Scientific Data DocumentationIntercensal Population Estimates, NCHS 1981-1989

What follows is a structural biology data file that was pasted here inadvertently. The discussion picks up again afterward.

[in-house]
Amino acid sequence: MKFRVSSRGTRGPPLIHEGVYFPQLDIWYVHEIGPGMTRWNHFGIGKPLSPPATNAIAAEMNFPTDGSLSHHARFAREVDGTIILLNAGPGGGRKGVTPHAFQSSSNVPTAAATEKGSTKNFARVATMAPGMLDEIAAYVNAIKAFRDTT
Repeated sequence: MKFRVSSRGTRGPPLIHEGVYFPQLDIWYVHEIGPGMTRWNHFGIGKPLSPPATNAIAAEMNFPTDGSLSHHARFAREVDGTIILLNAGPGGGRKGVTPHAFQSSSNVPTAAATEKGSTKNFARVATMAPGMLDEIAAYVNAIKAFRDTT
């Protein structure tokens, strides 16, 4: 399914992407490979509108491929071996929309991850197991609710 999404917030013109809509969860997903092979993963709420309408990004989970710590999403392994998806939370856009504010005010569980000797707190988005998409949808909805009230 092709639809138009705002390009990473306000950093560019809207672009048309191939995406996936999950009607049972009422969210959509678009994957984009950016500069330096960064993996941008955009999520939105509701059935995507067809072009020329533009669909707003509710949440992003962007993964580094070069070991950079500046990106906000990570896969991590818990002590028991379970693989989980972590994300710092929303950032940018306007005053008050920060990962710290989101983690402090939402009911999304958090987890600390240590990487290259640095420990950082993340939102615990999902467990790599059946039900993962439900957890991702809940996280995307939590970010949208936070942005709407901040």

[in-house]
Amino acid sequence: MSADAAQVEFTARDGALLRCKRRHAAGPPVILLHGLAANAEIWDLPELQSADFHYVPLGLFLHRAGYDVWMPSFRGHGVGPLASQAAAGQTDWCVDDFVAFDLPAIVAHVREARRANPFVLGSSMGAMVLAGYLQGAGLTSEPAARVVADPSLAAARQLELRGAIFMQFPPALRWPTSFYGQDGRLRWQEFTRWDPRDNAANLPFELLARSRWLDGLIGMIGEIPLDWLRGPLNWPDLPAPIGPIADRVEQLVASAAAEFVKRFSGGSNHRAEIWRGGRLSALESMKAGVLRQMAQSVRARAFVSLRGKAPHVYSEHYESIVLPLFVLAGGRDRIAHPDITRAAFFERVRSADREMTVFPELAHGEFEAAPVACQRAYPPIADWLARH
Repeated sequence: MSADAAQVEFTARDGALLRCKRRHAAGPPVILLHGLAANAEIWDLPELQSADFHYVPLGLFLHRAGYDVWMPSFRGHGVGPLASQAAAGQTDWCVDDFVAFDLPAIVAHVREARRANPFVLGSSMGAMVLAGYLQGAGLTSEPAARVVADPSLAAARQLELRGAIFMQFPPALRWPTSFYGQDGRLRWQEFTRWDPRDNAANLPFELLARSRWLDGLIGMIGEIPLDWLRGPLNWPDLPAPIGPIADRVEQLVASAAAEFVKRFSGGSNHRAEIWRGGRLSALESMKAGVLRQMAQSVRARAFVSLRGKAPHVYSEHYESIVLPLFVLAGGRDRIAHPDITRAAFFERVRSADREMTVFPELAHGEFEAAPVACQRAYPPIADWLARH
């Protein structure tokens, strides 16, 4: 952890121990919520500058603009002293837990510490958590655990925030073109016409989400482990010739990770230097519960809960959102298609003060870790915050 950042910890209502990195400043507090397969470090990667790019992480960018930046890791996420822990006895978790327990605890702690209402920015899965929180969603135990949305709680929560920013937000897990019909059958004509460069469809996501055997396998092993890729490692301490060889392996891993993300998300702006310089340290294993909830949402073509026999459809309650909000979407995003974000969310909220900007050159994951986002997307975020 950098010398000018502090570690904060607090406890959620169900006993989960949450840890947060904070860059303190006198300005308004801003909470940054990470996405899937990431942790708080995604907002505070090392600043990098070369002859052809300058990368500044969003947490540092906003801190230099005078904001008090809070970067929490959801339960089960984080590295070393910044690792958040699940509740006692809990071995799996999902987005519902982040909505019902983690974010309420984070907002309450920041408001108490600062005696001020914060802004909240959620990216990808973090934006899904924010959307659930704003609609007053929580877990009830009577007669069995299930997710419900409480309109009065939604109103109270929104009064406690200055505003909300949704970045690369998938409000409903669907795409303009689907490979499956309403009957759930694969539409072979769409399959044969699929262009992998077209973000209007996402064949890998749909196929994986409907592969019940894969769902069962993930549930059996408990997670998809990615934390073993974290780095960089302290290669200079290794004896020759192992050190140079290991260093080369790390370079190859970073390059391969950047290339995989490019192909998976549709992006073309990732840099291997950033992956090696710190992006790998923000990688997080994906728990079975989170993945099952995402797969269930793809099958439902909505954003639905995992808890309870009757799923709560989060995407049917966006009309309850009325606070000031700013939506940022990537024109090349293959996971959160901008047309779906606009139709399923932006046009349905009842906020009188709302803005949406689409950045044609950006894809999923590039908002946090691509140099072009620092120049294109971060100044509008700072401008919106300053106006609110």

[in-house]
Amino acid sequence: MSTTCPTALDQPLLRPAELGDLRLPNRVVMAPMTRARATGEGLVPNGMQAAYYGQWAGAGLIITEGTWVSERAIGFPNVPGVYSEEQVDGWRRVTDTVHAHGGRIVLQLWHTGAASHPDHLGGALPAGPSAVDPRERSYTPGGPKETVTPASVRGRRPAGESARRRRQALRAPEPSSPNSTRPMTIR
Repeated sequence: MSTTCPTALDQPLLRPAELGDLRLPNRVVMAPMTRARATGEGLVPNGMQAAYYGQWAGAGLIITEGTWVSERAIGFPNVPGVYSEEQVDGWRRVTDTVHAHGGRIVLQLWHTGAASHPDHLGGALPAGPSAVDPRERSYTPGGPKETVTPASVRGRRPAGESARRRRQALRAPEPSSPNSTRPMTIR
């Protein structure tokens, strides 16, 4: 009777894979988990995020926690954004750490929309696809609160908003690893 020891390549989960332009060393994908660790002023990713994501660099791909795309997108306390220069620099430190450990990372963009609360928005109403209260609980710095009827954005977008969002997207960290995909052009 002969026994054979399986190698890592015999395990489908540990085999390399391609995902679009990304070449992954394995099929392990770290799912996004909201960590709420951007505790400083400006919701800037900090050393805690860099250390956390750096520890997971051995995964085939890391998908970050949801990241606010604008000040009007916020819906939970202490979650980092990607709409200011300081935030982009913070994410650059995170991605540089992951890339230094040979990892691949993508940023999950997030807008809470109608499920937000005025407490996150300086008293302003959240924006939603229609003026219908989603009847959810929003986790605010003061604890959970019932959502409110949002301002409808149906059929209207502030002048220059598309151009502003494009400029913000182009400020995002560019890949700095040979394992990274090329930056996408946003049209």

Annoucement: January/February 1993 Abstract Methodology Record LayoutANNOUNCEMENT: INTERCENSAL USAGE NOTES/NEWS Source: APDU Newsletter Volume 17, No. 1 January/February 1993 Director Announces No Adjustment ofIntercensal Estimates Barbara Bryant, Director of the Bureau of the Census, announced on December 29 that the intercensal population estimates produced annually by the Bureau will not be adjusted to correct for the estimated 1.6% national net undercount in the 1990 census. This was one of the last acts of Bryant, who left her position on January 20,1993. Harry Scarr, Deputy Director, is now the senior official at the Census Bureau. "This decision was difficult to make," Bryant said in her notice to the Federal Renter. "It is the consensus of a committee of senior Census Bureau statisticians and demographers that adjustment would improve the accuracy of the 1990 census count at the national level, particularly for racial/ethnic and owner/renter groups. Adjustment would also more accurately depict most states' shares of the national population. The accuracy of the 1990 census is important to the intercensal adjustment issue because the 1990 figure is the startmg point for our yearly population estimates. However, because the 1990 total undercount is so small (less than 2 percent), it is impossible to accurately adjust for the 44,055 substate areas for which population estimates are produced." Bryant noted that sponsors of federal surveys conducted by the Census Bureau will be offered the option of calibrating their surveys to adjusted or unadjusted population estimates beginnmg in 1993. These would be such surveys as the Current Population Survey, the National Health Interview Survey, and the National Crime Victimization Survey. These national surveys are calibrated at large, aggregate levels where Census Bureau research shows adjusted estimates are on average more accurate. Bryant also pointed out that unadjusted estimates remain the official population totals. Federal law requires that the Census Bureau issue official totals for use in any federal program which allocates its funding based upon population estimates. The Census Bureau provides official population estimates to states and counties in every year between decenrialcensuses and to subcounty areas every other year. Estimates of US population as of July 1, 1992, were released on January 1,1993. * Reprinted with permission of the Association of Public Data Users (APDU) For membership information contact: Susan Anderson (609) 258-6025 or (609) 258-6052ABSTRACT These data are estimates of the population of the 3,136 counties in the United States as defined in 1980, by 5-year age groups (age 0 to 4, 5 to 9, ...85 and over), sex (male, female), and modified race (White, Black, other races) for each year, July 1, 1981 through July 1, 1989. The estimates included in this release are developed by interpolating between census files for April 1, 1980 and 1990. The interpolations were adjusted to be consistent with pre- liminary intercensal estimates of the total population of the United States, states, and counties. The age and race data in the 1980 and 1990 Census data files which were used as anchor points in this methodology were modified to be consistent with other data sets.METHODOLOGY This section describes briefly the methodology used to derive the attached preliminary intercensal estimates of the resident population of States, divisions, and regions for July 1, 1981 to 1989. The intercensals are consistent with the 1980 census counts as published in the U.S. Census Summary, PC80-1-B1 and the 1990 census count was enumerated. The latest set of 1981-90 (1980-based) State estimates were used in the intercensal formula (1). The sum of the intercensal state estimates for each year was adjusted to be consistent with independent national estimates of the intercensal population estimates. This procedure was also used in developing the annual intercensal population estimates for the United States (2). The user should note the intercensal estimates presented are preliminary for the following reasons. First, the April 1, 1990, State and National post- censal estimates used to compute the intercensal estimates use provisional input data that will be revised. Secondly, both the State and National postcensal estimates use methodologies that are subject to change once an evaluation of the postcensal population estimates is completed. At least one other series of annual State and intercensal estimates of the population is planned for release in the next two years. (1) The methodology for 1980-based estimates is described in Current Population Reports, Series P-25 Nos. 957 and 998. (2) The final report from the Bureau of the Census's Intercensal Working Group may be obtained by calling (301) 763-5072.RECORD LAYOUT Six Records (by Race/Sex) per county, 3136 counties (1980 Geography) Year = July 1, 1981, ... July 1, 1989 Record Contents Columns Year (2 digits, 81, ...89) 1-2 FIPS (State/County) 3-7 Race/Sex (1=white male, 2=white female, 3=black male, 4=black female, 5=other male, 6=other female) 8 Blank 9 Age 0-4 10-17 5-9 18-25 10-14 26-33 15-19 34-41 20-24 42-49 25-29 50-57 30-34 58-65 35-39 66-73 40-44 74-81 45-49 82-89 50-54 90-97 55-59 98-105 60-64 106-113 65-69 114-121 70-74 122-129 75-79 130-137 80-84 138-145 85+ 146-153
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